I guess you can aways assume it's spinning around COG. For modelling purposes, if it seems to be rotating around another point, you can consider it both rotating and translating.
Having a front engined car with a forward CoG allowed driving "by the seat of the pants" as the driver, being behind the CoG, felt lateral movement from rotation much more, and so could control it from the feedback received.
In more recent designs, in which the driver is likely to be just ahead of CoG, that feedback is much reduced, reducing the available time in which to react.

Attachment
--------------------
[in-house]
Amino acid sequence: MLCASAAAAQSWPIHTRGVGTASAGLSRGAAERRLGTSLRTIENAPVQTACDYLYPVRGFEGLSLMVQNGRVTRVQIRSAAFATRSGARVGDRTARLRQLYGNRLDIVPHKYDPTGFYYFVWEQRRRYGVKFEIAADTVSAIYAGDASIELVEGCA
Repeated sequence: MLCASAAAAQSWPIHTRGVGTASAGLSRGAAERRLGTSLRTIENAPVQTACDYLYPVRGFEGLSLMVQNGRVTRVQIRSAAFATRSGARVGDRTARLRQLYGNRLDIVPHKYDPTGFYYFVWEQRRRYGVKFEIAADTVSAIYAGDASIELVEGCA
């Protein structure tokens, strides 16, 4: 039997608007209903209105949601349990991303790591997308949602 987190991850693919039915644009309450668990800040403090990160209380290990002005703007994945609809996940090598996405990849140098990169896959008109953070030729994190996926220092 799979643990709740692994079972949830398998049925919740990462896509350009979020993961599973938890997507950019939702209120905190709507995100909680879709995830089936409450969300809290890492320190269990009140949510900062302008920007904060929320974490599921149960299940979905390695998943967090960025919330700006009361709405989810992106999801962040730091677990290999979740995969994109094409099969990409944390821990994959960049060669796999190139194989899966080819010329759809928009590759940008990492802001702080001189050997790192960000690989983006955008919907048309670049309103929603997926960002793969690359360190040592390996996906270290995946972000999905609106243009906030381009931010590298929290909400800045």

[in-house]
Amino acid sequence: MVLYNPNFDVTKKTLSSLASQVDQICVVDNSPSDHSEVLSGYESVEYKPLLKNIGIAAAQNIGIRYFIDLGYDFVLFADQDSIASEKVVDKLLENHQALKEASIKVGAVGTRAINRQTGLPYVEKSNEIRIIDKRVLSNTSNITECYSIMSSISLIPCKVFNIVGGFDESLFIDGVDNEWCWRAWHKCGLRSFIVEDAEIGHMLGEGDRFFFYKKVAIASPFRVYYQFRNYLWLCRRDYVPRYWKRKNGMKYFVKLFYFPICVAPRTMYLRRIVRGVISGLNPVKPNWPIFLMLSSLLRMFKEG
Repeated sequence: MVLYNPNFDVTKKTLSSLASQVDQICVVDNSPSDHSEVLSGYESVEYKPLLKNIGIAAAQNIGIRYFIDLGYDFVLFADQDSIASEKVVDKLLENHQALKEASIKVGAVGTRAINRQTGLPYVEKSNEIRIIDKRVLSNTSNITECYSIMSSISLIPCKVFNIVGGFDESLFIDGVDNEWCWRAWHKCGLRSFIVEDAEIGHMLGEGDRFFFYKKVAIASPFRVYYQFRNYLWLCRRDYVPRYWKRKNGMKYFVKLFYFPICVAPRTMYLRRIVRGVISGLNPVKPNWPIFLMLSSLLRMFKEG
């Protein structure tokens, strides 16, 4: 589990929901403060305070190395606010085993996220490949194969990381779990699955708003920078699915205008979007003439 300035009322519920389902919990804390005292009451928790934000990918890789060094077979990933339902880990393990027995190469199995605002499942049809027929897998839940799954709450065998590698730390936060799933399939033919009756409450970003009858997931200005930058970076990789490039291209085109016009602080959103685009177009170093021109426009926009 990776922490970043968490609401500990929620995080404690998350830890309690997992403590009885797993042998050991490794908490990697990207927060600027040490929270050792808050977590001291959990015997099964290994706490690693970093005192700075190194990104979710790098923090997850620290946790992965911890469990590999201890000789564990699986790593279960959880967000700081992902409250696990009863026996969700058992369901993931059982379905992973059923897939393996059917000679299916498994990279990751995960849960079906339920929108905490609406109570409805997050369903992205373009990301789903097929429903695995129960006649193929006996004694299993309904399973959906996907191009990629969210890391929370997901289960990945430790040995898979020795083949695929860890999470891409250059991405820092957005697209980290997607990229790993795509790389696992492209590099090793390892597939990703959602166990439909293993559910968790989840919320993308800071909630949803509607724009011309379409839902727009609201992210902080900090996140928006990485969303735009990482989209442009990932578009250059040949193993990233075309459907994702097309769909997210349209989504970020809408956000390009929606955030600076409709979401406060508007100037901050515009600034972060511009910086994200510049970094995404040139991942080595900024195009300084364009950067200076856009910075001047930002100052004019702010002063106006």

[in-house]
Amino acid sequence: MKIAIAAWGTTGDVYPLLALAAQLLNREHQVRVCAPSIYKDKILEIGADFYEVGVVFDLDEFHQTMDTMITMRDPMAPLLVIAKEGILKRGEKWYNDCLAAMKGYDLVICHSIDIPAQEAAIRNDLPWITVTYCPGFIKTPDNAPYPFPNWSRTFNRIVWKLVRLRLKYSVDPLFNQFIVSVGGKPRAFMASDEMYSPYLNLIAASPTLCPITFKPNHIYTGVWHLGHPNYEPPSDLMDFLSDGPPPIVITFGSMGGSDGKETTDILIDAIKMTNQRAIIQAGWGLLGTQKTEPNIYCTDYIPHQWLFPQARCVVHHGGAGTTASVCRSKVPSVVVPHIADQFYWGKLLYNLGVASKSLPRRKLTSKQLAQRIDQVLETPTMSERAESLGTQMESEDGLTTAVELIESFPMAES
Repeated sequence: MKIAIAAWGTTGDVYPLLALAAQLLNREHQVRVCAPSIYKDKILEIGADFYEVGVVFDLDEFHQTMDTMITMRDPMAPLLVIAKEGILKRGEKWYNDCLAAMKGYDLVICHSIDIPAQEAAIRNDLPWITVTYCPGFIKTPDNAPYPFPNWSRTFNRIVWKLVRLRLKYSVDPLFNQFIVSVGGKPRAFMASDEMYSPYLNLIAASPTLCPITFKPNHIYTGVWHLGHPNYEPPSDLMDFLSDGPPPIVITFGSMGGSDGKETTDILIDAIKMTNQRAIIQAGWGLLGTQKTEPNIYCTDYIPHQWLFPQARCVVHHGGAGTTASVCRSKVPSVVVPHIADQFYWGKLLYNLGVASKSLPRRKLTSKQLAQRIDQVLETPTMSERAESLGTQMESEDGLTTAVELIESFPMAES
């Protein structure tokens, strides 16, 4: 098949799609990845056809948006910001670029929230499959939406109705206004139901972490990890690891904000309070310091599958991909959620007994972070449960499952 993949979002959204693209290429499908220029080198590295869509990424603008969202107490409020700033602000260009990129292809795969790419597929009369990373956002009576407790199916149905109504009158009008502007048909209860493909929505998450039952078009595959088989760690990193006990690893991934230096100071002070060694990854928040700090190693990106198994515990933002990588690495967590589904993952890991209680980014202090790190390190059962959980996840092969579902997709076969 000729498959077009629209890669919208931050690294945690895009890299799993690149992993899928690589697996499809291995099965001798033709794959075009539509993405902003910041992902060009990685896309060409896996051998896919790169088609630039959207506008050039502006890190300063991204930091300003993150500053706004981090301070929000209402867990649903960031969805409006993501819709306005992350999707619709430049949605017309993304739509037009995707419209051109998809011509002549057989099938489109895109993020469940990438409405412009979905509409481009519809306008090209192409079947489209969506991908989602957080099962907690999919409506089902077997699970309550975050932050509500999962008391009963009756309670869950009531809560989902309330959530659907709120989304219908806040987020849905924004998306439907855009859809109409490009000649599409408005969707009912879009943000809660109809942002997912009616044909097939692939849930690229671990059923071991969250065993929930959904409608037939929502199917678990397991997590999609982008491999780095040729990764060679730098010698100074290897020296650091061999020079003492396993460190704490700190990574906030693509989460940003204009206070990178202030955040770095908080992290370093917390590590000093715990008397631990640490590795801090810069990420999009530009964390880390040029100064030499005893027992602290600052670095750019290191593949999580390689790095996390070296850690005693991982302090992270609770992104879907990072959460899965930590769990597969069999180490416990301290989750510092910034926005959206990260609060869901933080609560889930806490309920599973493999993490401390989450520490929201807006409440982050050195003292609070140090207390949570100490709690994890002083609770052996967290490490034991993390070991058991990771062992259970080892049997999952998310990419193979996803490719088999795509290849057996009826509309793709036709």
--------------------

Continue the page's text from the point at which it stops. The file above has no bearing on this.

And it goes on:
I think that while low PMI is desirable, its effect on handling can be altered greatly by the position of CoG. The type of car being considered is important.
A lightweight car is generally better, but how would a lightweight car with its engine behind the rear wheels compare with an equivalently equiped but heavier car (within reason) with a mid-mounted engine ?
Starting with a clean sheet of paper is one thing, but how would you select an existing car, to be prepared for racing, from a variety of layouts that were close in standard performance terms?
If major changes in layout and weight were not allowed, which layout would offer the greatest scope for improvement ?